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Physicians’ Religious Views Linked to Care Decisions

Last Updated: August 26, 2010.

Non-religious physicians are more likely than religious physicians to make decisions that could hasten the end of patients' lives, and are also more likely to discuss these types of decisions with patients, according to research published online Aug. 25 in the Journal of Medical Ethics.

THURSDAY, Aug. 26 (HealthDay News) -- Non-religious physicians are more likely than religious physicians to make decisions that could hasten the end of patients' lives, and are also more likely to discuss these types of decisions with patients, according to research published online Aug. 25 in the Journal of Medical Ethics.

Clive Seale, Ph.D., of the Queen Mary University of London, analyzed data from a survey of 3,733 medical practitioners in the United Kingdom, 2,923 of whom provided information on the care of their last patient who died. The physicians identified themselves as extremely religious (1.5 percent), very religious (11.9 percent), somewhat religious (36.4 percent), neither religious nor non-religious (17.5 percent), somewhat non-religious (11.8 percent), very non-religious (12.0 percent), extremely non-religious (8.7 percent), or can't choose (3.7 percent).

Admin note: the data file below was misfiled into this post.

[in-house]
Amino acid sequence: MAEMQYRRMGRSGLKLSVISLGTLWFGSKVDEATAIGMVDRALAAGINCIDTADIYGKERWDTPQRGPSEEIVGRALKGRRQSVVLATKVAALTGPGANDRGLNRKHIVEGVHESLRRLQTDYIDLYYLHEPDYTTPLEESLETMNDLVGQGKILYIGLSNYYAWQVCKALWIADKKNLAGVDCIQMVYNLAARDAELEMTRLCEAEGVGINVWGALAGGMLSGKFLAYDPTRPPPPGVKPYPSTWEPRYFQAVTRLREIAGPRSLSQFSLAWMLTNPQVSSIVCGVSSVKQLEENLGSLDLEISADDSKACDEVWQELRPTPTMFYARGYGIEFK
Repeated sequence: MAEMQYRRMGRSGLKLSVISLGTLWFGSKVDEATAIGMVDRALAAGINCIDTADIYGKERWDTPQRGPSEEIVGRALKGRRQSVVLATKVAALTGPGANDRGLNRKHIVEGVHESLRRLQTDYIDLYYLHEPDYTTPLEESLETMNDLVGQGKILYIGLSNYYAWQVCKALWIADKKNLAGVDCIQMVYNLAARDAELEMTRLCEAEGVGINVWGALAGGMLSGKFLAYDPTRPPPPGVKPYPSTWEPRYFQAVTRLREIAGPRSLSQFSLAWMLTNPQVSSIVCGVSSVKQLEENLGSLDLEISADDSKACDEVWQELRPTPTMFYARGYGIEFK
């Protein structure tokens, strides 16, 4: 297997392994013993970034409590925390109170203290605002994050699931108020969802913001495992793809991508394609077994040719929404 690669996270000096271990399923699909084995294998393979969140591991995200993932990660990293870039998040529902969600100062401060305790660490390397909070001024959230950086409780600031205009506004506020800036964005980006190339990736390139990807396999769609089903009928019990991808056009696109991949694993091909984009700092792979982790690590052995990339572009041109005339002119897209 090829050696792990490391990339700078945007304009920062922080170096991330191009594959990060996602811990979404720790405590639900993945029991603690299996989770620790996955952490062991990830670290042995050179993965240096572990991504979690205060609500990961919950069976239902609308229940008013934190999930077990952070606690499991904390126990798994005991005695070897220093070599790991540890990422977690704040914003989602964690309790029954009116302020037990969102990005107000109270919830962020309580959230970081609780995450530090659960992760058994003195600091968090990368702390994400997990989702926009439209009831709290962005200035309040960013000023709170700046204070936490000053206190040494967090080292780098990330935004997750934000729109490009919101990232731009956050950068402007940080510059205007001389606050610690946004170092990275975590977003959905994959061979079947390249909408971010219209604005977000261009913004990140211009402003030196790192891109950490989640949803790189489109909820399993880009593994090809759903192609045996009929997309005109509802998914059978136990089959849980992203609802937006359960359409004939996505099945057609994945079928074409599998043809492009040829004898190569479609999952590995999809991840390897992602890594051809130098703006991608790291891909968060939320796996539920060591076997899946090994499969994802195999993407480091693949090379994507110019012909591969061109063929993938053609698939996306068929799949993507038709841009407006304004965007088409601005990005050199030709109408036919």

The researcher found that palliative care specialists were somewhat more likely to be Christian, religious, and white, and specialists in elderly care were somewhat more likely to be Muslim or Hindu than other doctors. Non-religious doctors were more likely to make decisions that were anticipated to contribute to end of life. Non-religious doctors were also more likely to give continuous deep sedation until death and to have discussed these decisions with their patients. Doctors in "other hospital" specialties were nearly 10 times as likely as palliative medicine specialists to report making decisions with some intent to end life, regardless of religious faith.

"Whether religious or non-religious, it would seem advisable that doctors become more aware of how broader sets of values, such as those associated with religiosity or a non-religious outlook, may enter into their decision-making in end-of-life care," the authors conclude.

The National Council for Palliative Care provided funding for the study.

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